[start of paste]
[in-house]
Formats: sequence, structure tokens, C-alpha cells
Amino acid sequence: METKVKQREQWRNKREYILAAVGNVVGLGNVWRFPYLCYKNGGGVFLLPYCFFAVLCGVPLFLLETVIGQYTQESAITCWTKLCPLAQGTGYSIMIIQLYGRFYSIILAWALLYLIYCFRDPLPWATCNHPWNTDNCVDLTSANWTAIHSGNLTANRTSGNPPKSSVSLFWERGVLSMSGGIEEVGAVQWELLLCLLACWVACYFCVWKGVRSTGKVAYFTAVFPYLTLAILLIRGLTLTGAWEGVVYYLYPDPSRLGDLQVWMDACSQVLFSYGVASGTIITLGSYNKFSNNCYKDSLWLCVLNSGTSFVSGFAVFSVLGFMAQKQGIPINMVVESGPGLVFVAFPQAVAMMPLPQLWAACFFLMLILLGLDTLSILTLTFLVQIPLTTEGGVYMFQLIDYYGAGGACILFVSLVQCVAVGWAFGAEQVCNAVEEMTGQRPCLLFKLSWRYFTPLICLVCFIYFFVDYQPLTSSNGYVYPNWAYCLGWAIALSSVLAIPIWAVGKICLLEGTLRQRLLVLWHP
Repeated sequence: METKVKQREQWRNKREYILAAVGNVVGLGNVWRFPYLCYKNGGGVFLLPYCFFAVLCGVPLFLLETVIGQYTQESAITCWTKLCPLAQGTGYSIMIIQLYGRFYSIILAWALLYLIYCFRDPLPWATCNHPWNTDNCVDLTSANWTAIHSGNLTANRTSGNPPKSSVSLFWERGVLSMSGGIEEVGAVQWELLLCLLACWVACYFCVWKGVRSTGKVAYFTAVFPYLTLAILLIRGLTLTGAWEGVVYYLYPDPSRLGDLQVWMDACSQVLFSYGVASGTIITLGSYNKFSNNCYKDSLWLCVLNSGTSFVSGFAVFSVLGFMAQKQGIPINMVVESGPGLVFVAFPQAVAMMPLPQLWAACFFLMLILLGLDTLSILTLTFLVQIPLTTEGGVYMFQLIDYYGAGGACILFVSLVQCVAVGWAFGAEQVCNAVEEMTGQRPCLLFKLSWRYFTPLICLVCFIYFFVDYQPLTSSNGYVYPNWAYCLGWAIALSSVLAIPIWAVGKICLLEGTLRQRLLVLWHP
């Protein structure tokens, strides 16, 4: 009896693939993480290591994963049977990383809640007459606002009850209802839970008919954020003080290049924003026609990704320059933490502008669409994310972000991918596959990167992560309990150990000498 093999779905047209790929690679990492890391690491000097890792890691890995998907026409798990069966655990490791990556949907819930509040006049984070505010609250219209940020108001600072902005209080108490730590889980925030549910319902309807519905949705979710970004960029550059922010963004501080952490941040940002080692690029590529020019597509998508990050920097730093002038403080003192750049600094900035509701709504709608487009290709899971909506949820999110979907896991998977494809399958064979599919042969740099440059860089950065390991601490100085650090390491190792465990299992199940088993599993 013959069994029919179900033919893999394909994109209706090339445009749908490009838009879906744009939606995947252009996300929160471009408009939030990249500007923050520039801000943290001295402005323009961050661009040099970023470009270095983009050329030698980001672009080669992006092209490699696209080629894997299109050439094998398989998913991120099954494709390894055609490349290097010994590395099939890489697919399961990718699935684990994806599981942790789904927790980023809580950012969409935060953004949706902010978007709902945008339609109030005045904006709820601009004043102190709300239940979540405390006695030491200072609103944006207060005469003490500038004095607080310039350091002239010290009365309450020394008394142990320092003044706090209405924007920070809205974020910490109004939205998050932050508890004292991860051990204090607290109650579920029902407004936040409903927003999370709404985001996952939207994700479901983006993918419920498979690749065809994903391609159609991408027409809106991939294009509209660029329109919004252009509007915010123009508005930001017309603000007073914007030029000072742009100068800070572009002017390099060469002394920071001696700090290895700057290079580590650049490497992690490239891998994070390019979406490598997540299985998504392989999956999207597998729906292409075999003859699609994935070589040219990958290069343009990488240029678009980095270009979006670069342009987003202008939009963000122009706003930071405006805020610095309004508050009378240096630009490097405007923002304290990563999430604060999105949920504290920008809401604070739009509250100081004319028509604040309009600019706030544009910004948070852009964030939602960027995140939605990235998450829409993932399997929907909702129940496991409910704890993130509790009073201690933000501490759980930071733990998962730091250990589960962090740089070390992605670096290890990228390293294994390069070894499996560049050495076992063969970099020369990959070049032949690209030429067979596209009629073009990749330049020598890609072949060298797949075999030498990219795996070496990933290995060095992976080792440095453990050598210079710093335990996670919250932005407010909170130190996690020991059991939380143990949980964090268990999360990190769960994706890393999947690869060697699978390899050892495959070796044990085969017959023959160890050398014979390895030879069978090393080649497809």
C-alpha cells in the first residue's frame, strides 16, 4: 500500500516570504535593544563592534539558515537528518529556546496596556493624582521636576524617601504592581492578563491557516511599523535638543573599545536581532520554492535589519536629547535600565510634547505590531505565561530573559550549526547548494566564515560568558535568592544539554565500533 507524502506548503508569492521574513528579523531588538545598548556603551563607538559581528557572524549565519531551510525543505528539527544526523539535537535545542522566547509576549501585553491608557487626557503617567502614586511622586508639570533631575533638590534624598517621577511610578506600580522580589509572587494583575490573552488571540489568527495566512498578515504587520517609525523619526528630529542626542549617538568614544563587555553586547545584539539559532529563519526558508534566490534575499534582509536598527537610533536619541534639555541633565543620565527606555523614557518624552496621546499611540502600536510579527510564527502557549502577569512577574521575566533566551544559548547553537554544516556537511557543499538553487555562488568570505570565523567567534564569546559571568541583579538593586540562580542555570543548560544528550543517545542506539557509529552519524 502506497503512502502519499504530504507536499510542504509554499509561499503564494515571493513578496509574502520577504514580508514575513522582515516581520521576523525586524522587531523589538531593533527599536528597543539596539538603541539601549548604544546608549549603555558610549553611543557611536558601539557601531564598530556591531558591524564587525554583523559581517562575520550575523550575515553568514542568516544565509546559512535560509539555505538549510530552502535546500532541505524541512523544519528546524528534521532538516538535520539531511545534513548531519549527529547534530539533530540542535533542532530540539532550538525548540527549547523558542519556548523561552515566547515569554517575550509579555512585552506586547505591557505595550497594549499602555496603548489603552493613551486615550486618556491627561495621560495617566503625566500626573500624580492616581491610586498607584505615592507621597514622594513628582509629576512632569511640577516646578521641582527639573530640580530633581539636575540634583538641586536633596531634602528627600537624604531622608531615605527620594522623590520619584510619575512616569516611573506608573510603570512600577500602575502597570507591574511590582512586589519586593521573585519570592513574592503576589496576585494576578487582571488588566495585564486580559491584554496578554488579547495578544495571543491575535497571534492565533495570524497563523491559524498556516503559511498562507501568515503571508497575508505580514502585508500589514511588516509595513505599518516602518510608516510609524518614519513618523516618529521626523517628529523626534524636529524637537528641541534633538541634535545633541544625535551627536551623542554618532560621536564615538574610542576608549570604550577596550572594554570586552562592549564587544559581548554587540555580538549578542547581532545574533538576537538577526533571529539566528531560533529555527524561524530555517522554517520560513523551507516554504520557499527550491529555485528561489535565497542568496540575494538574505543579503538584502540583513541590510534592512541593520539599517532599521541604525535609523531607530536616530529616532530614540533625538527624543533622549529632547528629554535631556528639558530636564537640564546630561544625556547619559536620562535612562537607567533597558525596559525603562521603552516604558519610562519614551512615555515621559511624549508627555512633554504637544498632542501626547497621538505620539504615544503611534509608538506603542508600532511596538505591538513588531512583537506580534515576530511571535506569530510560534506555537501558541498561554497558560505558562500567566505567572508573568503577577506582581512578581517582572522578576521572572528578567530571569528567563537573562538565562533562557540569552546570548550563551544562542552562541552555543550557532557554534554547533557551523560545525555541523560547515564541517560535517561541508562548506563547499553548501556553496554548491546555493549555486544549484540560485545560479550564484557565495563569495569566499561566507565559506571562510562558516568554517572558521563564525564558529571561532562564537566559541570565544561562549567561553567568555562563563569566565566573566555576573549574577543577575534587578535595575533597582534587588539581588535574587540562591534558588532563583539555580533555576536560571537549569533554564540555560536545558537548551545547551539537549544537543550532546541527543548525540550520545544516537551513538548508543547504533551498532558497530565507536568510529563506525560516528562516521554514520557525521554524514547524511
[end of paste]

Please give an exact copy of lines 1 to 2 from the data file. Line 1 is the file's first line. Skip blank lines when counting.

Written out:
[in-house]
Formats: sequence, structure tokens, C-alpha cells